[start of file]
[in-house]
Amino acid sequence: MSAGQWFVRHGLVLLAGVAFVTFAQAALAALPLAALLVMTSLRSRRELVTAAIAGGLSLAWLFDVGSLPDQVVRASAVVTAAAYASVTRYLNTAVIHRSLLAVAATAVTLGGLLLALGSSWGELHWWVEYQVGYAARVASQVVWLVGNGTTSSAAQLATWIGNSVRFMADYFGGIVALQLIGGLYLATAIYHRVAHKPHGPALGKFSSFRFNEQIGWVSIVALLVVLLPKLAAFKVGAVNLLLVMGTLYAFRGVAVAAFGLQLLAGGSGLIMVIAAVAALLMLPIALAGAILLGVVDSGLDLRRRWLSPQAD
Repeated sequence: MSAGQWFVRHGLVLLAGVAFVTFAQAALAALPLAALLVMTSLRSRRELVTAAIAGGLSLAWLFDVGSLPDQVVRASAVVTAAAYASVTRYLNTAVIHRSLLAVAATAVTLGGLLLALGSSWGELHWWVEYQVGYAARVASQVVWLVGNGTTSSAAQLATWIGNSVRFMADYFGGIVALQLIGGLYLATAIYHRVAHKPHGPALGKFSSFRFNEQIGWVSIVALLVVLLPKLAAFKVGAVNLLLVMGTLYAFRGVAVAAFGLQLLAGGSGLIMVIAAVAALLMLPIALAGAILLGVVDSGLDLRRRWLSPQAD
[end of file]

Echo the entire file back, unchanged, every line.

[in-house]
Amino acid sequence: MSAGQWFVRHGLVLLAGVAFVTFAQAALAALPLAALLVMTSLRSRRELVTAAIAGGLSLAWLFDVGSLPDQVVRASAVVTAAAYASVTRYLNTAVIHRSLLAVAATAVTLGGLLLALGSSWGELHWWVEYQVGYAARVASQVVWLVGNGTTSSAAQLATWIGNSVRFMADYFGGIVALQLIGGLYLATAIYHRVAHKPHGPALGKFSSFRFNEQIGWVSIVALLVVLLPKLAAFKVGAVNLLLVMGTLYAFRGVAVAAFGLQLLAGGSGLIMVIAAVAALLMLPIALAGAILLGVVDSGLDLRRRWLSPQAD
Repeated sequence: MSAGQWFVRHGLVLLAGVAFVTFAQAALAALPLAALLVMTSLRSRRELVTAAIAGGLSLAWLFDVGSLPDQVVRASAVVTAAAYASVTRYLNTAVIHRSLLAVAATAVTLGGLLLALGSSWGELHWWVEYQVGYAARVASQVVWLVGNGTTSSAAQLATWIGNSVRFMADYFGGIVALQLIGGLYLATAIYHRVAHKPHGPALGKFSSFRFNEQIGWVSIVALLVVLLPKLAAFKVGAVNLLLVMGTLYAFRGVAVAAFGLQLLAGGSGLIMVIAAVAALLMLPIALAGAILLGVVDSGLDLRRRWLSPQAD